Know what grace is for me? Realizing that lack no longer defines my worldview. That each day, I’m astounded by what I do have. Because my whole life could’ve gone down so very differently. Getting sober taught me to see all the beauty that weaves itself together, so that lack isn’t apparent. It taught me to look at the bigger picture–and to be grateful for the 999 pieces that we do still have.

The Sam I Am Chronicles

This is Sam I Am. I love him. But we had a falling out earlier this week. I’m trying to forgive. Really. But he’s an elf. He has ONE JOB. I just need him to do that job. Is that too much to ask?

This is Sam I Am, our Elf on the Shelf. This little dude caused me some serious angst earlier this week.

Let me start out by clarifying that the elf & I, we are buddies. I love this damn thing. He’s mischievous. And silly. He gets into a kinds of stuff. Makes Jane laugh first thing in the morning. And, above all, our elf is NOT a snitch. He doesn’t report back to Santa. Because we’re not living in an Orwell novel. He just hangs out with us at Christmastime. End of story.

Every year, Sam I Am magically appears right after Thanksgiving. One time he showed up in Nana’s red button drawer (yes, Nana has SO MANY BUTTONS that there is a special drawer just for the red ones). But most times, he’s chillin’ somewhere in the house when we return from Thanksgiving.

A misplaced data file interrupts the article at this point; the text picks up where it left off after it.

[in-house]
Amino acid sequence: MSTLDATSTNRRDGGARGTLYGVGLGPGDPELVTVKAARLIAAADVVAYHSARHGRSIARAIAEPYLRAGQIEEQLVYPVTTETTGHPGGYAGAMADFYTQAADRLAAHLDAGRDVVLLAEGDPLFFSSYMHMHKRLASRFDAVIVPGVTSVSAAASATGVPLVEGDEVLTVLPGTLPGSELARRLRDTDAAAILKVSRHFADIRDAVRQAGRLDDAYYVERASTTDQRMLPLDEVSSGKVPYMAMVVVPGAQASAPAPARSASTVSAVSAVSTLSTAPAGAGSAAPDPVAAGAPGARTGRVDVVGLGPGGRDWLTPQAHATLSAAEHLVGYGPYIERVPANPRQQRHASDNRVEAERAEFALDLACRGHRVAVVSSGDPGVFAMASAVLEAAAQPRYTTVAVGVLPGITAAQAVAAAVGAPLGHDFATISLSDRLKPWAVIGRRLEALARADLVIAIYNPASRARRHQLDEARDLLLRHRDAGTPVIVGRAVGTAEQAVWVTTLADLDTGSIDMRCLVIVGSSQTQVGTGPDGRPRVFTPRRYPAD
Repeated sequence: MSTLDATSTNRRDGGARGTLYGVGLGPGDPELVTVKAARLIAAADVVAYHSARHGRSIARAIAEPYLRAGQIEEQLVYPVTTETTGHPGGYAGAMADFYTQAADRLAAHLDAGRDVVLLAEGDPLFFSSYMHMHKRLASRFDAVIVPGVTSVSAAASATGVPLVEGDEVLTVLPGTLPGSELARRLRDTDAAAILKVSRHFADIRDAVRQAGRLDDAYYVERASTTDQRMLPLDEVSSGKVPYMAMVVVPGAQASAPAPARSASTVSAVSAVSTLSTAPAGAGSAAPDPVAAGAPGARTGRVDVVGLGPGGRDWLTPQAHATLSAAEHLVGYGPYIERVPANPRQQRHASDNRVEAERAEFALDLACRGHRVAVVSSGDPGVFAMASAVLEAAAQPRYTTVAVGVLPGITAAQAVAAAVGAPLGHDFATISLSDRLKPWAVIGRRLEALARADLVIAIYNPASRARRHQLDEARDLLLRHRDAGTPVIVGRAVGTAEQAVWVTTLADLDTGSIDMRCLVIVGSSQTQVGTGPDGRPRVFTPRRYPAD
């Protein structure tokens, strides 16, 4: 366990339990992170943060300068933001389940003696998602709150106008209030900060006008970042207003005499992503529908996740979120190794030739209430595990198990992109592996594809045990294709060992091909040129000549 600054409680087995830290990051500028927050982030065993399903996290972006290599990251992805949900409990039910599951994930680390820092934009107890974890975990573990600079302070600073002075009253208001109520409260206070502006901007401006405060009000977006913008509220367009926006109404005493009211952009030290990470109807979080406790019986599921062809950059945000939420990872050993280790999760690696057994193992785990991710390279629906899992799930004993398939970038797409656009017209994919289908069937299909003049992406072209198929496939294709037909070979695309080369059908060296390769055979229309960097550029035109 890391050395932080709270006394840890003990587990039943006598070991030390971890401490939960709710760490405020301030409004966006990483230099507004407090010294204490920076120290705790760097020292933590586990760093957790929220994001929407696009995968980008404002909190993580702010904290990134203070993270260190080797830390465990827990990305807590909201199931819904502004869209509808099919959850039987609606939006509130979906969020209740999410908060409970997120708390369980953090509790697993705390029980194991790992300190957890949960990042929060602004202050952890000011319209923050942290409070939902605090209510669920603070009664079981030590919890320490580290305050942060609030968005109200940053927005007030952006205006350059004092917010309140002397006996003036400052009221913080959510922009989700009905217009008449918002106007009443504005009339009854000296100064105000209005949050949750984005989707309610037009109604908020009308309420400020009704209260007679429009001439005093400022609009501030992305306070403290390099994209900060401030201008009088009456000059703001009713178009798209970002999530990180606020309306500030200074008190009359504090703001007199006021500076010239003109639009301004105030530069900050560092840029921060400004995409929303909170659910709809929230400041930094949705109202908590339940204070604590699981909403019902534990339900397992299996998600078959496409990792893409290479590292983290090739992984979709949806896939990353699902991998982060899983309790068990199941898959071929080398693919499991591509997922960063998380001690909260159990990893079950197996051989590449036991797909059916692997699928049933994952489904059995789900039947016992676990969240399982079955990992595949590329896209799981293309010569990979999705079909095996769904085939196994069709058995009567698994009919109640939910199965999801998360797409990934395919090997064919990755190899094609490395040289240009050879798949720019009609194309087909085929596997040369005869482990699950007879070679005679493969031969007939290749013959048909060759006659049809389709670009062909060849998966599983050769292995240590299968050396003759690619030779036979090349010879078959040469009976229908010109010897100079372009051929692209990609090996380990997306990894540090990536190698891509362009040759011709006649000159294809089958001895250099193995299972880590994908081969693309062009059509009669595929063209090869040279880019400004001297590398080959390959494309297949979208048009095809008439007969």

That’s what happened this time. He was taking a little snooze in one of Jane’s doll beds when we got home. We ooohhhed and ahhhed over his adorableness. We talked about how tired he must’ve been from his trip. Jane was over the moon with excitement. She’d been looking forward to his visit all the way home from Florida (for all SEVEN excruciating hours in the car).

This Christmas Season was looking all kinds of promising.

Then the little bastard didn’t move during the night. So when Jane woke up the next morning, he was in EXACTLY the same spot he’d been the day before.

And she was CRUSHED.

Did someone accidentally touch him? she fretted. What if LiLi sniffed him and he lost his magic? What if he was NEVER GOING TO MOVE AGAIN?!?!

If I were to begin to describe to you exactly how awful I felt, what a failure I felt like as a parent, because this damn elf hadn’t moved, you’d think I was exaggerating. But, for real, y’all… holidays are kind of hard for me. But this elf is pure magic. Joy. I love him so. AND HE HADN’T MOVED. And now our whole house was in mourning.

Fortunately, because he’s magic, Sam I Am pulled his shit together, broke ALL the elf rules, and moved during the day, while Jane was playing in her fort outside. He left a note, which I didn’t photograph because I don’t keep tangible evidence of my worst parenting moments, but it went something like this:

Jane, 

Sorree I made yoo askared. I wuz tired.

<3, Sam I Am

Jane found him on our bookshelves with a cup on his head and various other stackable cups strewn about around him. She forgave him right away. Because she’s good like that. I’m a little slower to forgive, but I’m coming around.

Then he went and put his butt in our cereal: